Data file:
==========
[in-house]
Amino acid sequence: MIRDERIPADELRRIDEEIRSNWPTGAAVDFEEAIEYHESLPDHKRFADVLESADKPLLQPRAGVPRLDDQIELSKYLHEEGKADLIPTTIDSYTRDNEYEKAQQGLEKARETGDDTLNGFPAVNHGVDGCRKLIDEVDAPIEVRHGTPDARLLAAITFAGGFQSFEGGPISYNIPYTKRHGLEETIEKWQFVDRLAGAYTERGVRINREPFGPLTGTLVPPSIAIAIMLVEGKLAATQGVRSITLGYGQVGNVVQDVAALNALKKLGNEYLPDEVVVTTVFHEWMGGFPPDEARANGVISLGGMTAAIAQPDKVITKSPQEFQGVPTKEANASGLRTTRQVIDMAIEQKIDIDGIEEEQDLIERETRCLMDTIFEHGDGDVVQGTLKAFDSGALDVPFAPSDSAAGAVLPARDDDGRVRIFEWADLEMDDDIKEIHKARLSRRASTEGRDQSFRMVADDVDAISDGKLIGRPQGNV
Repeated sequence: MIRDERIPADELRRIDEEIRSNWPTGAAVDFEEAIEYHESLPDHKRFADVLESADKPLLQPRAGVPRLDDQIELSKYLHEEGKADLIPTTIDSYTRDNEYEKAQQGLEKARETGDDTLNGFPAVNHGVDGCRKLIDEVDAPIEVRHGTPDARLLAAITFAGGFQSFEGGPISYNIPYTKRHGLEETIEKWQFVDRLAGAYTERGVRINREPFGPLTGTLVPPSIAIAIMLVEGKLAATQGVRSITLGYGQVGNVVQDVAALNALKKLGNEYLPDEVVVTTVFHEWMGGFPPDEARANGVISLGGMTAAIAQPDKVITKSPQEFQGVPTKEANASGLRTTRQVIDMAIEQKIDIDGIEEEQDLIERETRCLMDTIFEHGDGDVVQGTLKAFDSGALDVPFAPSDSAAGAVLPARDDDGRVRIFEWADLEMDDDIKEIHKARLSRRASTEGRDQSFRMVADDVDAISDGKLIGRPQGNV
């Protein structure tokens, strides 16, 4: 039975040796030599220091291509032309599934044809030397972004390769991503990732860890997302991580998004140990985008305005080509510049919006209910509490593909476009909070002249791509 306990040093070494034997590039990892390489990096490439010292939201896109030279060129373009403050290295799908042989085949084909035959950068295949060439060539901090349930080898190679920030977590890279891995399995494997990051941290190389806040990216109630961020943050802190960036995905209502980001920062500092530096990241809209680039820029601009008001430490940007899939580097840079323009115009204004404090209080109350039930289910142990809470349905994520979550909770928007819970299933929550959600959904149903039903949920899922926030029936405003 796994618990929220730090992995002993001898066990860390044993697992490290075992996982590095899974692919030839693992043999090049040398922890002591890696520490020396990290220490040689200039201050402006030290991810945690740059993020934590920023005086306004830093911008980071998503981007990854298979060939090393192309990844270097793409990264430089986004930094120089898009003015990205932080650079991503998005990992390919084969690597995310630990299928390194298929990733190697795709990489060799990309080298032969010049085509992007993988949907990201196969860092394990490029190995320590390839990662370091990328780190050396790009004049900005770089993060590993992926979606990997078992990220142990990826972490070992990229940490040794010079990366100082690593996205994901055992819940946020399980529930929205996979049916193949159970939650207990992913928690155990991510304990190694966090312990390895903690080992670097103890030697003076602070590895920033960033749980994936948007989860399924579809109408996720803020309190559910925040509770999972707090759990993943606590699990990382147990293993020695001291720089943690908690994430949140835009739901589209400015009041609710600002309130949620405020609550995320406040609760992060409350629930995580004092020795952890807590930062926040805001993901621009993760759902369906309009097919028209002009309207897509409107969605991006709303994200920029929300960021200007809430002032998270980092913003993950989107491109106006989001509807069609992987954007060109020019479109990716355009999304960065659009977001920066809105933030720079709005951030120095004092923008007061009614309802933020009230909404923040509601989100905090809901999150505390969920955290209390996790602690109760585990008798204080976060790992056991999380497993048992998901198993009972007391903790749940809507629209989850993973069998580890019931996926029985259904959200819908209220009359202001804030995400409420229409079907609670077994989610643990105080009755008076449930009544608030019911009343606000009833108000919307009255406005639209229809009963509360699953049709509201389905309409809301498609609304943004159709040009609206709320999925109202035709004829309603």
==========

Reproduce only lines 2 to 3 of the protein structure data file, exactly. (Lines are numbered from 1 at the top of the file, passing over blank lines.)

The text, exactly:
Amino acid sequence: MIRDERIPADELRRIDEEIRSNWPTGAAVDFEEAIEYHESLPDHKRFADVLESADKPLLQPRAGVPRLDDQIELSKYLHEEGKADLIPTTIDSYTRDNEYEKAQQGLEKARETGDDTLNGFPAVNHGVDGCRKLIDEVDAPIEVRHGTPDARLLAAITFAGGFQSFEGGPISYNIPYTKRHGLEETIEKWQFVDRLAGAYTERGVRINREPFGPLTGTLVPPSIAIAIMLVEGKLAATQGVRSITLGYGQVGNVVQDVAALNALKKLGNEYLPDEVVVTTVFHEWMGGFPPDEARANGVISLGGMTAAIAQPDKVITKSPQEFQGVPTKEANASGLRTTRQVIDMAIEQKIDIDGIEEEQDLIERETRCLMDTIFEHGDGDVVQGTLKAFDSGALDVPFAPSDSAAGAVLPARDDDGRVRIFEWADLEMDDDIKEIHKARLSRRASTEGRDQSFRMVADDVDAISDGKLIGRPQGNV
Repeated sequence: MIRDERIPADELRRIDEEIRSNWPTGAAVDFEEAIEYHESLPDHKRFADVLESADKPLLQPRAGVPRLDDQIELSKYLHEEGKADLIPTTIDSYTRDNEYEKAQQGLEKARETGDDTLNGFPAVNHGVDGCRKLIDEVDAPIEVRHGTPDARLLAAITFAGGFQSFEGGPISYNIPYTKRHGLEETIEKWQFVDRLAGAYTERGVRINREPFGPLTGTLVPPSIAIAIMLVEGKLAATQGVRSITLGYGQVGNVVQDVAALNALKKLGNEYLPDEVVVTTVFHEWMGGFPPDEARANGVISLGGMTAAIAQPDKVITKSPQEFQGVPTKEANASGLRTTRQVIDMAIEQKIDIDGIEEEQDLIERETRCLMDTIFEHGDGDVVQGTLKAFDSGALDVPFAPSDSAAGAVLPARDDDGRVRIFEWADLEMDDDIKEIHKARLSRRASTEGRDQSFRMVADDVDAISDGKLIGRPQGNV